Zero Mile Stone, Nagpur
Kalidas Smarak, Ramtek

By the end of 5th century, Nagpur town formed part of an independent kingdom with its capital located at Vatsagulma (now known as Washim). During the thirteenth century, the city Srivardhana (near modern Nagpur) was a part of the kingdom of Yadava, who ruled from Devagiri (Daulatabad). Gond Kings also ruled some part of Vidarbha from the famous fort of Sitabuldi, Nagpur.

The Bhosle Kings who ruled over the Vidarbha region under the suzerainty of Maratha empire, had chosen Nagpur as their capital. The fortified part of central Nagpur contain many palaces and royal tombs, temples, and the mansions (wadas) of the nobles of Bhosle kings which had been built during 18th and 19th centuries. After the independence till the Maharashtra state was formed in 1960, Nagpur had been the capital of the Central Province & Berar.

The main occupation of the people of Nagpur is agriculture as it has a fertile black cotton soil. Oranges and Mangoes are also produced from this area.

As was the great history of Maharashtra in general and Nagpur in particular enriched with the great kings – Yadav clan, Vakataka rulers, afterwards Chhatrapati Shivaji Maharaj, Peshwas etc. and the distinguished people in walks of life, so was it blessed with a rich religious and spiritual tradition. This land has produced many saints, sages and great spiritual leaders like Sant Dnyaneshwar (Composer of Dnyaneshwari), Sant Samarth Ramdas (Composer of ‘Dasbodh’), Sant Namdev, Sant Tukaram etc. They have sanctified the land by their austerities, devotion, meditation and adherence to various spiritual practices and study of scriptures.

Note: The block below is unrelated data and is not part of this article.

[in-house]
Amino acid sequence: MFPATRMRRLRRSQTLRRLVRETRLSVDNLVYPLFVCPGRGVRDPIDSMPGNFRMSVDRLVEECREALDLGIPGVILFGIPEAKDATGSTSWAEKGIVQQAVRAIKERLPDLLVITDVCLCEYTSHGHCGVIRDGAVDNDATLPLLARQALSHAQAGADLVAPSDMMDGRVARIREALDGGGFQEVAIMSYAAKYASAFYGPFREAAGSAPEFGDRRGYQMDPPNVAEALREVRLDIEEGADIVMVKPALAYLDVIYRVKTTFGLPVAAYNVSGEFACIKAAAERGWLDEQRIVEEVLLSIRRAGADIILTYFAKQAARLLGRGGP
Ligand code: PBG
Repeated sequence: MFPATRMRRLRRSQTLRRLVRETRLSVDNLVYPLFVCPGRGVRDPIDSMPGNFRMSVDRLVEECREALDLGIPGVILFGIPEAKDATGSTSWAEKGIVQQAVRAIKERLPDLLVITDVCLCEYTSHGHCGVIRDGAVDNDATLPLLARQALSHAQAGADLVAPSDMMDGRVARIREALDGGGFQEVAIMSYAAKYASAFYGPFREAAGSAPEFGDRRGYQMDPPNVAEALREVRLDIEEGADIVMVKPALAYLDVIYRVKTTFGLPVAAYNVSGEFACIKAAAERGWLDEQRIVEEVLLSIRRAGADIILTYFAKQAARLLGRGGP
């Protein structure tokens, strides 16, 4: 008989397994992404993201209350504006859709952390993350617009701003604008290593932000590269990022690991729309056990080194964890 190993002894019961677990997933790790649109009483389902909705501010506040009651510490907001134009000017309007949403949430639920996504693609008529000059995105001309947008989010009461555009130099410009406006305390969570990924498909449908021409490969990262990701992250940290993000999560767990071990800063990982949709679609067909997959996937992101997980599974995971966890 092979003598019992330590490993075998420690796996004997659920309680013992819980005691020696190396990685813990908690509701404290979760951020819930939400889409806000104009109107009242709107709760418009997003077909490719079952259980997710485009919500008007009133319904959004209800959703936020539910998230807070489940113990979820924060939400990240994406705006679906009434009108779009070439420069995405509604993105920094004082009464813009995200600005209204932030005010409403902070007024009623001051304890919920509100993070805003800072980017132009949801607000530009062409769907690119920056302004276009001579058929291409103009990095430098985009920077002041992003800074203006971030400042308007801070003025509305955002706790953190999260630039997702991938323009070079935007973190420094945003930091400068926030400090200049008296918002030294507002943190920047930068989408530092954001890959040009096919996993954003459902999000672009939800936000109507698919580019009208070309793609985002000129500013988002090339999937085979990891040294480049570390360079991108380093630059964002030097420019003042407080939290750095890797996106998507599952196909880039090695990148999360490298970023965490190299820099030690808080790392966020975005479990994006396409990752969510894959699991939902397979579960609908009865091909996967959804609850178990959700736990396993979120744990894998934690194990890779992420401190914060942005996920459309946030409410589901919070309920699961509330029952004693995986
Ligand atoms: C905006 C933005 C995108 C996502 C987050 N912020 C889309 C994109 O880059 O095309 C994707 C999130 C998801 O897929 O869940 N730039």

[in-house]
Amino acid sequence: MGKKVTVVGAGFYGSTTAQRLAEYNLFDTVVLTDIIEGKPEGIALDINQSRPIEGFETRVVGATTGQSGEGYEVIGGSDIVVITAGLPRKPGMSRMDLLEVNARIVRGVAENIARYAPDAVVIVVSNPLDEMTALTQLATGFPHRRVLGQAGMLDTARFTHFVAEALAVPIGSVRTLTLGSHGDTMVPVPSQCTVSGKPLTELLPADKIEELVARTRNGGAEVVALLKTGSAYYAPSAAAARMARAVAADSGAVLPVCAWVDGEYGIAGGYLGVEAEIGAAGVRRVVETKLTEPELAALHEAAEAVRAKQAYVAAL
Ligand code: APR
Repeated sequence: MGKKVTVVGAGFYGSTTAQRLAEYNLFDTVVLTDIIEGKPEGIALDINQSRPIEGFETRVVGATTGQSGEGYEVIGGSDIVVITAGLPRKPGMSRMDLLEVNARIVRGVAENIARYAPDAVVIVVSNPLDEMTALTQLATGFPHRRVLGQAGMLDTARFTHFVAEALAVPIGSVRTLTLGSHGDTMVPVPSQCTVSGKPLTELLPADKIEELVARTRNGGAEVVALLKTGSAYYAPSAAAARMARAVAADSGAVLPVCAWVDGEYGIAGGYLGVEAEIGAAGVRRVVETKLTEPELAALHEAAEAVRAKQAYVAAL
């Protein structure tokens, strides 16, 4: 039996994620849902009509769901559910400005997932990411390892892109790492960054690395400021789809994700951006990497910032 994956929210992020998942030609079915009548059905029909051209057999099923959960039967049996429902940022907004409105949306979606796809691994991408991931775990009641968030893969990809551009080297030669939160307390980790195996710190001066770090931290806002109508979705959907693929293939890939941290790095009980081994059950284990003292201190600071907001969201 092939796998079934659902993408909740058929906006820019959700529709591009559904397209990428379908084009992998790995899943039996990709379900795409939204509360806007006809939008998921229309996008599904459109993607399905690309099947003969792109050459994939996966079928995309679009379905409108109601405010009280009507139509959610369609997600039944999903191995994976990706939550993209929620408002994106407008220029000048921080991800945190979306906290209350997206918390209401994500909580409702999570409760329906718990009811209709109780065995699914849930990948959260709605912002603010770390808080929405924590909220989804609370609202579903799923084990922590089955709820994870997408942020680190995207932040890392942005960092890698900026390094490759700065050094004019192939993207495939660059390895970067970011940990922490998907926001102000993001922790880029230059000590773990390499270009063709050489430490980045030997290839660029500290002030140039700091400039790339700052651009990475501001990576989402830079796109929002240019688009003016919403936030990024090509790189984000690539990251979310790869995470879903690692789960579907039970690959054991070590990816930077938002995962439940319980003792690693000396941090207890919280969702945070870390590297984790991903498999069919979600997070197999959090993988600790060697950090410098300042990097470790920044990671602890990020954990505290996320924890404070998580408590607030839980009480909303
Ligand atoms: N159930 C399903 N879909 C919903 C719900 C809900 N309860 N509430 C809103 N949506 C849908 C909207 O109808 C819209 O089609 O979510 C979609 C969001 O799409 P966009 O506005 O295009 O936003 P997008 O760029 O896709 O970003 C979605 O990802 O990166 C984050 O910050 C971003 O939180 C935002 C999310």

There is a reference that Narendranath (Swami Vivekananda) during his childhood along with his family had passed through Nagpur on way to Raipur. Sister Nivedita had also visited Nagpur. So it was most appropriate place for Bhagawan Shri Ramakrishna’s disciples to have his abode in the city.  Sri Ramakrishna wanted to spread his message of new religion to the world. He chose Swami Vivekananda as his instrument. Swami Vivekananda established the organization Ramakrishna Math and Mission with a view to create a band of monks who have renounced the world for attaining self-realization and at the same time can work tirelessly for the welfare of the poor and the downtrodden, – ‘आत्मनो मोक्षार्थं जगद्धिताय च’. Soon the Mission’s work started giving expected outcome and Swami Shivanandaji had a vision to have a centre at Nagpur.

Now, Swami Bhaskareshwaranandaji Maharaj was in a position to undertake the construction of a new building for the Ashrama in 1929. It was ready for consecration by 1932. This new building accommodated a shrine, a prayer hall, dispensary and monks quarter.